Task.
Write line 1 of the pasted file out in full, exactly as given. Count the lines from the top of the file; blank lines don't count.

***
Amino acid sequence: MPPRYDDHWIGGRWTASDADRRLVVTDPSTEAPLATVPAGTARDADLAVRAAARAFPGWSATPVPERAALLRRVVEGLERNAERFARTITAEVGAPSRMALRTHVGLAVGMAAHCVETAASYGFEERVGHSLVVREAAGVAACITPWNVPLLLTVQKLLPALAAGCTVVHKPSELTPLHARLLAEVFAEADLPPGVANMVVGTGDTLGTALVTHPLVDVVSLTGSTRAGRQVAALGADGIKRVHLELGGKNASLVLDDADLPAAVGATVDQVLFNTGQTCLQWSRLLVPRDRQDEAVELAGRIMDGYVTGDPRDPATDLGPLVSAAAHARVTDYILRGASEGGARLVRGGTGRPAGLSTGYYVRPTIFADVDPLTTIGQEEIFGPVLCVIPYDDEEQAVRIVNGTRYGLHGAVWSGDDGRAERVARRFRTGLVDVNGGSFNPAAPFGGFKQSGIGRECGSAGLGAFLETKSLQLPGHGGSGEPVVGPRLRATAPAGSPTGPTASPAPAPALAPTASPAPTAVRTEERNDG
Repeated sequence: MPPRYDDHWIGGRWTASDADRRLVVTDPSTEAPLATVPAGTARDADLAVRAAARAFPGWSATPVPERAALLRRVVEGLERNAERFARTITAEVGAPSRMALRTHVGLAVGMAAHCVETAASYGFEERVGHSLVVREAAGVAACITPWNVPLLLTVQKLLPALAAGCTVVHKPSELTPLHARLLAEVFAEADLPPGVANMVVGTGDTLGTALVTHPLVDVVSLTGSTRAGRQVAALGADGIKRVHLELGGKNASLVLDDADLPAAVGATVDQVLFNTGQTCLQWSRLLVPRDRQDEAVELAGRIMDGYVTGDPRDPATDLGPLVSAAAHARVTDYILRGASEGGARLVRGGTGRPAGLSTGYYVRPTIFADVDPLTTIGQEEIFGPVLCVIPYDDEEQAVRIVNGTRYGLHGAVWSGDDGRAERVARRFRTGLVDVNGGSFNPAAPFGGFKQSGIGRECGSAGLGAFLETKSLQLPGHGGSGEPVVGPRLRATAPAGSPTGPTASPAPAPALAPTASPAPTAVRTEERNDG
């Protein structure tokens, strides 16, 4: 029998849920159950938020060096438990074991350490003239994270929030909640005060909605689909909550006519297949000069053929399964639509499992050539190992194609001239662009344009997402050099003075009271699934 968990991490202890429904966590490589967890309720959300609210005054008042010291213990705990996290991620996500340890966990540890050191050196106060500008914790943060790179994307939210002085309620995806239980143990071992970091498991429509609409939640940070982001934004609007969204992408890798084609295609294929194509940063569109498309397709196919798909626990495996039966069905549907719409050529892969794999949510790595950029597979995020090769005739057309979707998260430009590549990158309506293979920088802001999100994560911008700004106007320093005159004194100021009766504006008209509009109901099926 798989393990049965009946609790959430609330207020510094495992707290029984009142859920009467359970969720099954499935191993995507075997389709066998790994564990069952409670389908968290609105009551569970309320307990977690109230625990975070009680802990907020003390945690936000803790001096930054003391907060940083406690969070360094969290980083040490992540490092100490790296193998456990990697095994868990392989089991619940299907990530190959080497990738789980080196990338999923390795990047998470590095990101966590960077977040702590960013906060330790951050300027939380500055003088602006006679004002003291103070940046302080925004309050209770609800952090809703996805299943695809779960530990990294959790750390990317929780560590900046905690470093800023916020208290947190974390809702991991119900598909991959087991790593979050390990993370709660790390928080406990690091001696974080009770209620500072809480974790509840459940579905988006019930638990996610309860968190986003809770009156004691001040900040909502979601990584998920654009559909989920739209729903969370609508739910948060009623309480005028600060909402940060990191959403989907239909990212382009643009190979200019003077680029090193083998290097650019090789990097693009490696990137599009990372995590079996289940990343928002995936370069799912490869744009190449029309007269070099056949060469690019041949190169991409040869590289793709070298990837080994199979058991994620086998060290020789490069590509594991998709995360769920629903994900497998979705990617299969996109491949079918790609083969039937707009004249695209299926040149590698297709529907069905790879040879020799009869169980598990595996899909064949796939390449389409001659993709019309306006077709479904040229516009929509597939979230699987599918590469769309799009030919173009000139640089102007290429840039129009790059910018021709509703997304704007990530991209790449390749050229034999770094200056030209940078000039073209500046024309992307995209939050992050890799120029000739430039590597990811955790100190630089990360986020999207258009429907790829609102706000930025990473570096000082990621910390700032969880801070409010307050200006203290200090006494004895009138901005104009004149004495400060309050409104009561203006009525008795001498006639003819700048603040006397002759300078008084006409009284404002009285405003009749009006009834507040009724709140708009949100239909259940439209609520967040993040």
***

Amino acid sequence: MPPRYDDHWIGGRWTASDADRRLVVTDPSTEAPLATVPAGTARDADLAVRAAARAFPGWSATPVPERAALLRRVVEGLERNAERFARTITAEVGAPSRMALRTHVGLAVGMAAHCVETAASYGFEERVGHSLVVREAAGVAACITPWNVPLLLTVQKLLPALAAGCTVVHKPSELTPLHARLLAEVFAEADLPPGVANMVVGTGDTLGTALVTHPLVDVVSLTGSTRAGRQVAALGADGIKRVHLELGGKNASLVLDDADLPAAVGATVDQVLFNTGQTCLQWSRLLVPRDRQDEAVELAGRIMDGYVTGDPRDPATDLGPLVSAAAHARVTDYILRGASEGGARLVRGGTGRPAGLSTGYYVRPTIFADVDPLTTIGQEEIFGPVLCVIPYDDEEQAVRIVNGTRYGLHGAVWSGDDGRAERVARRFRTGLVDVNGGSFNPAAPFGGFKQSGIGRECGSAGLGAFLETKSLQLPGHGGSGEPVVGPRLRATAPAGSPTGPTASPAPAPALAPTASPAPTAVRTEERNDG